Happy spring! Can you believe we are approaching May already?
Earlier this week we migrated to a new space at Serendipity Shops of Doylestown. Check out our evolving selection of vintage home & garden just as you walk in. Can’t find Miss Mustard Seed’s Milk Paint in the old space? Look no further, it is just beyond the front door. We are fully stocked and ready for your spring projects! Now for some eye candy…
We’re still settling into Serendipity’s new location in Chestnut Hill but this weekend is a great time to visit. Sunday is Chestnut Hill’s Garden Festival! We’re stocked with Miss Mustard Seed’s Milk Paint in the new location as well. (See addresses and hours below.)
Aside from being Earth Week, turns out it is Administrative Professionals Week a.k.a. Secretaries Day. Calling a person your secretary is so passe but you can still refer to your furniture as your secretary without any raised eyebrows. This, my friends, is a secretary desk. A beautiful serpentine one at that.
It was a hand-me-down from family friends. I was so sad that it didn’t fit my own secretary nook where we have a more petite version. The ample storage and curvy base are something to be envious of regardless of the missing support. Low and behold it fits perfectly in the entry of my parent’s cottage. Yes, the cottage. Remember that fixer upper we’ve been working on?
When you enter the house, you walk directly into a room larger than a foyer but smaller than a living room. It is actually a porch that was converted into a room. We’re calling it the parlor as it opens up to a larger family room. It is the perfect space to store beach towels, kick off your flip-flops, drop your keys and pen a postcard. All of which can be done with the help of the secretary. Who says you don’t need a secretary at the beach?
This little gem was one of the first pieces of furniture we moved in months ago. It needed to be lightened up for this cottage space. Pink seemed like a fun and unexpected choice yet MMSMP Arabesque is not overly feminine. It received 2 coats of Arabesque with bonding agent added. I played around with the waxes and worked in both white and antiquing wax for some depth while also lightly distressed.
The drawers were painted separately from the body and you may notice that they have a slightly peach hue to them. This is the fun that milk paint can offer. Slight variation like this is what I love about it.
As for the rest of the cottage, it is slowly but surely coming together with the addition of another bathroom being the major project which is subsequently holding up some of the others. Not to mention this has been a part-time project for all of us. However, we finished painting the oak kitchen cabinets but have yet to choose hardware or make a few other updates in the kitchen. I’ll snap some pictures soon so I can share details about the process of milk painting cabinets.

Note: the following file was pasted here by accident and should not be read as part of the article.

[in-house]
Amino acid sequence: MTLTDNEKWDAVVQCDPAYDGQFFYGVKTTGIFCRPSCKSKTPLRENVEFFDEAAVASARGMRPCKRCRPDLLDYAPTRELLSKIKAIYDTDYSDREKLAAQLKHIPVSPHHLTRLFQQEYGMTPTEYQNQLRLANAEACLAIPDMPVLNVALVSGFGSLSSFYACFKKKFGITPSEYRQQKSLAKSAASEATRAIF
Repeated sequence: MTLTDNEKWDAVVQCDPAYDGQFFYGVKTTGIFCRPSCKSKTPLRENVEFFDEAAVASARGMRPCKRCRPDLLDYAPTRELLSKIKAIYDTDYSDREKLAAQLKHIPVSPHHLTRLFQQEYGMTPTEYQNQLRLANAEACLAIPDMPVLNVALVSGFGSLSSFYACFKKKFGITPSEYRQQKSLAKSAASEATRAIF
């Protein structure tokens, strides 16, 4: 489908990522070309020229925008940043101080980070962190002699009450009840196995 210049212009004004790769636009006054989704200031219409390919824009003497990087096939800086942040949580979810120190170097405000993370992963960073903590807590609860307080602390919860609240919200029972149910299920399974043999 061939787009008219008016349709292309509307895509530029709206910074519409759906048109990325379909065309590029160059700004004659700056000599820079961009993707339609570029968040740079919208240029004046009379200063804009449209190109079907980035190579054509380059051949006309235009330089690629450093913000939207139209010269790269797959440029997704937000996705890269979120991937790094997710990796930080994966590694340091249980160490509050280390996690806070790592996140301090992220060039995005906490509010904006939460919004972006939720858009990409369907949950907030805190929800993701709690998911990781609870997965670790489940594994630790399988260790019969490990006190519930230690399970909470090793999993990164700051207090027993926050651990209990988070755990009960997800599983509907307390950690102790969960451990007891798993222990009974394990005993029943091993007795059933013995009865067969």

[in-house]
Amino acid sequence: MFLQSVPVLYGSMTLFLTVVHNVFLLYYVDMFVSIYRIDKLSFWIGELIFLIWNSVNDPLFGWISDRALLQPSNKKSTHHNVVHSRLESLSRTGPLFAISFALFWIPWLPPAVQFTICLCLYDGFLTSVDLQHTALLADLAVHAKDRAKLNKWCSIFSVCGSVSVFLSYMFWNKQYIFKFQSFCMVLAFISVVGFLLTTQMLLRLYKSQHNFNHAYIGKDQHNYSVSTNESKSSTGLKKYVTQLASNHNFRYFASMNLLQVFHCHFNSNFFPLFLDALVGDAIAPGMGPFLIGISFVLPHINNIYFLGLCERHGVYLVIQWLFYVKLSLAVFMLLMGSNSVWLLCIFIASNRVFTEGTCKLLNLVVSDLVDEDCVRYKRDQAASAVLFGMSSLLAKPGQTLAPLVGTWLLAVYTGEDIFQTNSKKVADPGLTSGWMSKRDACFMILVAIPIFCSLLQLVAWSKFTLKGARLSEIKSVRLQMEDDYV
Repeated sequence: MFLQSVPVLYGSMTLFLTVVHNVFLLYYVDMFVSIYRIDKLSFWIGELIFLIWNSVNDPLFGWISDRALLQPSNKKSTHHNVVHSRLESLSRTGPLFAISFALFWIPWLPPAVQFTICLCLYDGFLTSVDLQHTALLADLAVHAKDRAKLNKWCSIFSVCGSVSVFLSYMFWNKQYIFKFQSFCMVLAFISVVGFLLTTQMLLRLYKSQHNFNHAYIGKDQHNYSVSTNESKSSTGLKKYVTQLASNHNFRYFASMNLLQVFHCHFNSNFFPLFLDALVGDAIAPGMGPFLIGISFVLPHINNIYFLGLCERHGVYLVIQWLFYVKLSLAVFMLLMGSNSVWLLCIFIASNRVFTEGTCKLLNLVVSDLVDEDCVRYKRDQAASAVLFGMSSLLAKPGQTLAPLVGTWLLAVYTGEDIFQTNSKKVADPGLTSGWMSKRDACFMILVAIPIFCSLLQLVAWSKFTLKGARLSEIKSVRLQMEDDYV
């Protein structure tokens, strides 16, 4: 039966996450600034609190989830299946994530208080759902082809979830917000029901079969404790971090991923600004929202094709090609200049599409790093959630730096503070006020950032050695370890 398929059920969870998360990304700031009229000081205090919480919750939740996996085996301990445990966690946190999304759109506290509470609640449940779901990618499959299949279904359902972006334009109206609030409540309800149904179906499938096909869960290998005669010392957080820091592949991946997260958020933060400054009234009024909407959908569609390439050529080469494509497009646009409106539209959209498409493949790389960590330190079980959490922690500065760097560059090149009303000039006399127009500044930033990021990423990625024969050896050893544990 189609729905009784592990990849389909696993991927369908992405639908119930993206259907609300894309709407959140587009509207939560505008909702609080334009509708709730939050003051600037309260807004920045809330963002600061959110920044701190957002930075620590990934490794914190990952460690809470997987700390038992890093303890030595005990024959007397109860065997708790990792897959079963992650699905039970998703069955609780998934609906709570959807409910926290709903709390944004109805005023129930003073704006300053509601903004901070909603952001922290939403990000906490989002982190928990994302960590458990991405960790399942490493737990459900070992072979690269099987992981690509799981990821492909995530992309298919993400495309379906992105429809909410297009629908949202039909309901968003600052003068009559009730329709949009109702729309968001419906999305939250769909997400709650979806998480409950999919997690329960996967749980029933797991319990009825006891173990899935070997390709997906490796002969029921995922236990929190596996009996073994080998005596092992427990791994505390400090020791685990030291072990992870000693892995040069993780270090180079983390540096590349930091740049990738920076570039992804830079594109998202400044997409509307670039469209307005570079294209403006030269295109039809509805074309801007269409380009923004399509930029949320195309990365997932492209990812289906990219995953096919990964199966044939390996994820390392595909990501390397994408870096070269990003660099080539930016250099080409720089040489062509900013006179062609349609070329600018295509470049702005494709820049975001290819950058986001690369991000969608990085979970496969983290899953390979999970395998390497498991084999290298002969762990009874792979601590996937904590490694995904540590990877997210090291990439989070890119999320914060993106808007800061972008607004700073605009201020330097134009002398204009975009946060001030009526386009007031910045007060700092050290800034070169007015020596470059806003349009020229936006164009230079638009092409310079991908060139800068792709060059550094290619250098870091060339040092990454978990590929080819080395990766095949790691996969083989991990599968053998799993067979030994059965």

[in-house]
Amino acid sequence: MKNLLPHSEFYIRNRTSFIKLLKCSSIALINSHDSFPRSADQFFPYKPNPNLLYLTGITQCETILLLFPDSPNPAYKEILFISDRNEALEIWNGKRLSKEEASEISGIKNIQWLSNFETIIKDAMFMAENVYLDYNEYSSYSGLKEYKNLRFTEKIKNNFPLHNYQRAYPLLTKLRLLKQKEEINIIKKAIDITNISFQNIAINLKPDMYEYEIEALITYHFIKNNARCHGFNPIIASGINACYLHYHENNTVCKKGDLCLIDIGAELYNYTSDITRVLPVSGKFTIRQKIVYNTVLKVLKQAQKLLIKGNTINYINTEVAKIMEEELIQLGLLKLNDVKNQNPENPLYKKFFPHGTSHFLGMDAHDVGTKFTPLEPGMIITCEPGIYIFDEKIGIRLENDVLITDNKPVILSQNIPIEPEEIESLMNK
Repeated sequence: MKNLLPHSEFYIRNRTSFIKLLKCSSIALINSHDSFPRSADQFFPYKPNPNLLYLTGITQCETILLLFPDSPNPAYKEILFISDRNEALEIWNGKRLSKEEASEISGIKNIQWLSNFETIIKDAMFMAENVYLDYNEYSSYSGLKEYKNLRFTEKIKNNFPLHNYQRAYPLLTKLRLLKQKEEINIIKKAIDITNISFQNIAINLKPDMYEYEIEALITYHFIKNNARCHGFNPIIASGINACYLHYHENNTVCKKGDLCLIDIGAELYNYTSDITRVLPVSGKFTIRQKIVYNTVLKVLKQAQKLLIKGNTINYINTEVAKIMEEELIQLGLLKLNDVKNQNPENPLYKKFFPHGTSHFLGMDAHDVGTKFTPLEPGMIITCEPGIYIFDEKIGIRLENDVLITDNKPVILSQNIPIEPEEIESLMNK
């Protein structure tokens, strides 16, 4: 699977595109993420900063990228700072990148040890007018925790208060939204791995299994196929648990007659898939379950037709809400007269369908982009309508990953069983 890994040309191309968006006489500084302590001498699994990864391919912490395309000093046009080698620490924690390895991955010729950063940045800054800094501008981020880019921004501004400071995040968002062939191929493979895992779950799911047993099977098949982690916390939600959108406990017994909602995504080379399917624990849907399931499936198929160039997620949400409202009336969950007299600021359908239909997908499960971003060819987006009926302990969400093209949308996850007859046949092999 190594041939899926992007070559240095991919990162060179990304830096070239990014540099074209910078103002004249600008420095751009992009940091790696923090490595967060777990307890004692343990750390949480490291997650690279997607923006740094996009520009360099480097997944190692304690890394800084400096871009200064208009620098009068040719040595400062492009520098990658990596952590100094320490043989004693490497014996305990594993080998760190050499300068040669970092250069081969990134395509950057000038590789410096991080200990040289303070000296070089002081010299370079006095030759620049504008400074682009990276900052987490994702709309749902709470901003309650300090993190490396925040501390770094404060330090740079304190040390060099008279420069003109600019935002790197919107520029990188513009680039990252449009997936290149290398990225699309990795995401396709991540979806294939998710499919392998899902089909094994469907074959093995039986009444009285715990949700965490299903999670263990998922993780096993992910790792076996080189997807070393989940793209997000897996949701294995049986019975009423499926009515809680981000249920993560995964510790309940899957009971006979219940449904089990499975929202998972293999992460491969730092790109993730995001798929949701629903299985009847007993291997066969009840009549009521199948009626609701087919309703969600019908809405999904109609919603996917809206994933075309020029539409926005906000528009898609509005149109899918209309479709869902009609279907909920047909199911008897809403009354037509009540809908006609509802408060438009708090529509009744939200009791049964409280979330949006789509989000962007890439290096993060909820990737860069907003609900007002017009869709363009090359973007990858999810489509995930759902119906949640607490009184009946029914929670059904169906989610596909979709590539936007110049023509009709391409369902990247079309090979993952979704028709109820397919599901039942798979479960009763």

Finally, I’d like to mention that I’ll be in Doylestown on Sunday demonstrating milk paint to those who are interested! Join us…
These sunny April days have me craving the garden. All I want to do is get my hands dirty and dig in the soil. We’ve planted seventeen varieties of heirloom vegetable, herb and annual flower seeds with about six more to go. We’ve also established two new garden beds. I am calling one the pesto garden as it will become a patch of basil. There is never enough basil.
This year we’re sowing Hudson Valley Seed Co. organic heirloom seeds which we are now selling at The West End Garage. Not only are the seeds heirloom varieties but the packages are little pieces of art that are totally frame worthy. Each one is designed by a different artist which you can read about inside the envelope. I love beautiful packaging.
Some seeds were started indoors in the beginning of the month like our squash, tomatoes and zucchini.
Others were direct sown such as the salad mix, beets, carrots and peas.
To free up some space in the vegetable bed, we have created a kitchen container garden on the deck with the direct sow vegetables. The peas have just emerged and will soon be taking off up the lattice with a tub full of salad below. It’s nothing fancy but this little setup will be where our June salads are harvested.
I can’t wait to grocery shop from our yard all summer long! This one lonely kale made it through the cold winter. And the oregano is back with a vengeance. As is mint and lemon balm.